Retail cannabis sales in 2017 reached $10 billion. By 2021, that amount is expected to hit $24 billion. Meanwhile, adult use is now legal in nine states while 30 states have established medical weed programs. And polls find more than 60% of the U.S. population supports legalization.
However, there’s an even more significant indicator of success: celebrities have moved into the marijuana marketplace.
As cannabis’ popularity has increased, so has the number of celeb-branded pot products available in legal weed states. Some of them come from performers whose careers are already synonymous with marijuana: Willie Nelson, Snoop Dogg, Tommy Chong and Bob Marley’s family among them. Such rappers as Wiz Khalifa, Ghostface Killah and Master P have also dabbled in the weed business. So have retired pro athletes including former NBA star Cliff Robinson and ex-NFL star Ricky Williams who each launched product lines. Meanwhile, mainstream stars Whoopi Goldberg, Montel Williams and Melissa Etheridge have leveraged their celeb status to get involved in medicinal marijuana-based projects.
It’s easy to see why big names are getting in on the big business of legal weed. According to George Jage, CEO of Dope Magazine, a popular marijuana industry publication, “the future of cannabis is going to be about brands.” And what’s better branding than featuring a name that cannabis consumers already know and trust on your label?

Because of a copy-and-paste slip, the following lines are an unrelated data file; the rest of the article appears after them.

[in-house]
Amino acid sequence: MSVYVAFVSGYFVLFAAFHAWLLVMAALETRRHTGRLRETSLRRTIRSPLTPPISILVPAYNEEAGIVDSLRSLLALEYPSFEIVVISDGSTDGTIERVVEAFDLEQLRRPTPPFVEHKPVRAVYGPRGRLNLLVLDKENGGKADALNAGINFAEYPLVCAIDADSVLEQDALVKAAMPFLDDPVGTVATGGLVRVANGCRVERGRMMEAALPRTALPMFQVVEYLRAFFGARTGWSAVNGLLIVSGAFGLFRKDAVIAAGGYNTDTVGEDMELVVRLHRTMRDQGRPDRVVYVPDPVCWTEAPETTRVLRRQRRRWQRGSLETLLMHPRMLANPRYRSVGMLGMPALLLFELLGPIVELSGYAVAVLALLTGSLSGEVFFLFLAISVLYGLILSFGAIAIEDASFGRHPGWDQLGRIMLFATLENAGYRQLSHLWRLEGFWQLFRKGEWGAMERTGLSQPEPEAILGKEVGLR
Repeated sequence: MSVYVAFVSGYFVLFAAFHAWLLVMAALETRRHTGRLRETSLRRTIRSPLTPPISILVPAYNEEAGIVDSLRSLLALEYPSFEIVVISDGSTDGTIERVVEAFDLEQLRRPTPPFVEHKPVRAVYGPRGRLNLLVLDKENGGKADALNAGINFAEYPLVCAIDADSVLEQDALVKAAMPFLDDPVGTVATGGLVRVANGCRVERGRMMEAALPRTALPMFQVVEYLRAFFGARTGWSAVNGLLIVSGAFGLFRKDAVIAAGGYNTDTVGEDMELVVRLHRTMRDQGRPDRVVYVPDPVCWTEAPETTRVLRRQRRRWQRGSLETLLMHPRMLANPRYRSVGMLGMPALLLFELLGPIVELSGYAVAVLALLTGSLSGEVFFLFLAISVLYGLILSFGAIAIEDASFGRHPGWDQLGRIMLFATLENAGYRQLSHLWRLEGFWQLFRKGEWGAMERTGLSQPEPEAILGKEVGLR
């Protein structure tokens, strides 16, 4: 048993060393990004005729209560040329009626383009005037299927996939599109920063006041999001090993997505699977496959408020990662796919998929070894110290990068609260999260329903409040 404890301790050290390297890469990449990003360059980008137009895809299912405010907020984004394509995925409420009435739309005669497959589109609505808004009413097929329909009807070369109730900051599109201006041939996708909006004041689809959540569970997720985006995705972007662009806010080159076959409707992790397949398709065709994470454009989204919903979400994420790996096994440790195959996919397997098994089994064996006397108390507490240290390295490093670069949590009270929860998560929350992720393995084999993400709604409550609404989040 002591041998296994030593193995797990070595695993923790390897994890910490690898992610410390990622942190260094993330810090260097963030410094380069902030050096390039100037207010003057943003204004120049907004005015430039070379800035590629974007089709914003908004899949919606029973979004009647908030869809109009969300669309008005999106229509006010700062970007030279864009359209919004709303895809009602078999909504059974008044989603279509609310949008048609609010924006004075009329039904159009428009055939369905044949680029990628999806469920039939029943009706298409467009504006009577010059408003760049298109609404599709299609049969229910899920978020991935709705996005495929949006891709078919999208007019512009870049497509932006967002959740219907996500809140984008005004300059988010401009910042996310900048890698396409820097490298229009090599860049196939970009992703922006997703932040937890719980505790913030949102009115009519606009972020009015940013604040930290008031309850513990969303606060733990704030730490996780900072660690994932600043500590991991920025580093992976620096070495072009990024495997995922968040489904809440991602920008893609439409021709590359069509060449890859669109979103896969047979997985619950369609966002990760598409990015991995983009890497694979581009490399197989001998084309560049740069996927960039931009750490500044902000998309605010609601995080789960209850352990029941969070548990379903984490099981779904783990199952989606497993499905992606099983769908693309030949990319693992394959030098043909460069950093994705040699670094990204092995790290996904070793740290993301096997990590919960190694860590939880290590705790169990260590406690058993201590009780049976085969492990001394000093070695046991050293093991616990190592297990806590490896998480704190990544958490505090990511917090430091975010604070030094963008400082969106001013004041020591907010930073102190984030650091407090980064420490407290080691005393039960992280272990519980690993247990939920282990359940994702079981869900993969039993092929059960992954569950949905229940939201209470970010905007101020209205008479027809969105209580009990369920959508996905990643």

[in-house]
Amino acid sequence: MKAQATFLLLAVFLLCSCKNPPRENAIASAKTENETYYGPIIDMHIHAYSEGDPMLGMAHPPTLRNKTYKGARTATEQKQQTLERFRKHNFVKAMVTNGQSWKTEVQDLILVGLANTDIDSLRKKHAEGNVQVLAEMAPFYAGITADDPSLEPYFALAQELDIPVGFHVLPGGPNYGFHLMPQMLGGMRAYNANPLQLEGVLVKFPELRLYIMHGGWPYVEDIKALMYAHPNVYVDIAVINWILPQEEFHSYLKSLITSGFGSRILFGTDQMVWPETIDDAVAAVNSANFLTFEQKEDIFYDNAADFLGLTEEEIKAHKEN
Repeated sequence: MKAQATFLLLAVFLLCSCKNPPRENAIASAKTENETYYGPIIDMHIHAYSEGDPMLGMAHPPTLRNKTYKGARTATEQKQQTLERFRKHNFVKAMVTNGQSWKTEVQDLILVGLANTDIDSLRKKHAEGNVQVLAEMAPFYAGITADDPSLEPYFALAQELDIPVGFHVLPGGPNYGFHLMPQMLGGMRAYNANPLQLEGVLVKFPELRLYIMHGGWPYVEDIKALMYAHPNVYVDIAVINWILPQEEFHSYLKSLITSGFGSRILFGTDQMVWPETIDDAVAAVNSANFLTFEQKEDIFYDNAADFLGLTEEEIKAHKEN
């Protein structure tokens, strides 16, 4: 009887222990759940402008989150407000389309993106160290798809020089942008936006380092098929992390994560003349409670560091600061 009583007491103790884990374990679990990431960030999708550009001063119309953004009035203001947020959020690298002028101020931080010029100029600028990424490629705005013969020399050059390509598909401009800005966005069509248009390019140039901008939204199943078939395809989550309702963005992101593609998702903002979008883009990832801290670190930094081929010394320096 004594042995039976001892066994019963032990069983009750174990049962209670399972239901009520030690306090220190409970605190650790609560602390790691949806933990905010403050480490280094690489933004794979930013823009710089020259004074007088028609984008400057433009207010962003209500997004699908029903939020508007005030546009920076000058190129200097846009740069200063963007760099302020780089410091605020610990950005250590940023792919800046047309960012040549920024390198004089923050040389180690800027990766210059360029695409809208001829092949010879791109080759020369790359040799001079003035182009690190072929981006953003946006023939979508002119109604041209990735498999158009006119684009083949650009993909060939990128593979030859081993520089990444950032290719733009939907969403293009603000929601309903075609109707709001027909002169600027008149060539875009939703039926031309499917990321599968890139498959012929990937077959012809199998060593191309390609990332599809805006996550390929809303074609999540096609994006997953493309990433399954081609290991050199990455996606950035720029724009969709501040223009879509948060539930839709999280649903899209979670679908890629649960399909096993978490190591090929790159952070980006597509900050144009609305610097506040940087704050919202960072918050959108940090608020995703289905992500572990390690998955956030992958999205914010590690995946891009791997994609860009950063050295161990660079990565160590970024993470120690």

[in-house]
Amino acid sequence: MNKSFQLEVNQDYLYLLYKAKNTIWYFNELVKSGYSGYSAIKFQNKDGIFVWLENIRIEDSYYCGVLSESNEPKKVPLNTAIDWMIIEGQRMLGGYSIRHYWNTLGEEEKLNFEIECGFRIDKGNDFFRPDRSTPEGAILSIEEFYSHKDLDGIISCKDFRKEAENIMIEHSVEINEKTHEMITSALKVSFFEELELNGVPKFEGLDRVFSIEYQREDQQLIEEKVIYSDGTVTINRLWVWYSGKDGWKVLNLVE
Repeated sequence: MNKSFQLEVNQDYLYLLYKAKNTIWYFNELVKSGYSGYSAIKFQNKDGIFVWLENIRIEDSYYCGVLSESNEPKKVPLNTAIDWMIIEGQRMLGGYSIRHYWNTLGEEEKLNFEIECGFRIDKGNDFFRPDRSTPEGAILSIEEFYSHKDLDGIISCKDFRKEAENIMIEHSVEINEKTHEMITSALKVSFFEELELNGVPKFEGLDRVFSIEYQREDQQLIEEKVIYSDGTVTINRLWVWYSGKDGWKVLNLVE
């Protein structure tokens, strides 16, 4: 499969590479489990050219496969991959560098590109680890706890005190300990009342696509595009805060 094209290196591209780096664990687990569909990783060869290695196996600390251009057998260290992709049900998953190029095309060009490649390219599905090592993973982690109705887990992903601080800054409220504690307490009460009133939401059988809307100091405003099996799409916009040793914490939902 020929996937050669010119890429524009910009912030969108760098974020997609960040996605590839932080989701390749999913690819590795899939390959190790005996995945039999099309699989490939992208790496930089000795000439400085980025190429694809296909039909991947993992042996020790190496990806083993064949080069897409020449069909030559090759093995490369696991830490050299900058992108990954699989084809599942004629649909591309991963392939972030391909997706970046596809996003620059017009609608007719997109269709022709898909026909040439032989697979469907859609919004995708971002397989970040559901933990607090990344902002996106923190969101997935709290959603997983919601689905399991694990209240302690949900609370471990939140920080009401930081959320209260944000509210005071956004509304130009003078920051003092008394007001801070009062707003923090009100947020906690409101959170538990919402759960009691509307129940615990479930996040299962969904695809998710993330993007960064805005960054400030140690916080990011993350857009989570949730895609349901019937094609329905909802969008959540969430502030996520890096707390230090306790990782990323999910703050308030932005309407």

“The advantage of having a celebrity cannabis brand, especially like Snoop Dogg’s, is the immediate recognition of our product from a wide variety of demographics, including international tourists, consumers looking for unique and interesting gifts,” says Tiffany Chin, co-founder of Leafs by Snoop, which sells a variety of flower, edibles and concentrates in the U.S. and Canada. “That’s why I believe we’ll see more participation from mainstream celebrities and brands as the industry grows.”
The good news for artists who have long been known as marijuana ambassadors, like Snoop and Nelson, is that selling their own cannabis is a natural next step. They bring a certain amount of authority into a marketplace that is still relatively new and expanding. Their name on a vape pen or pack of pre-rolled joints will mean something to the cannabis community.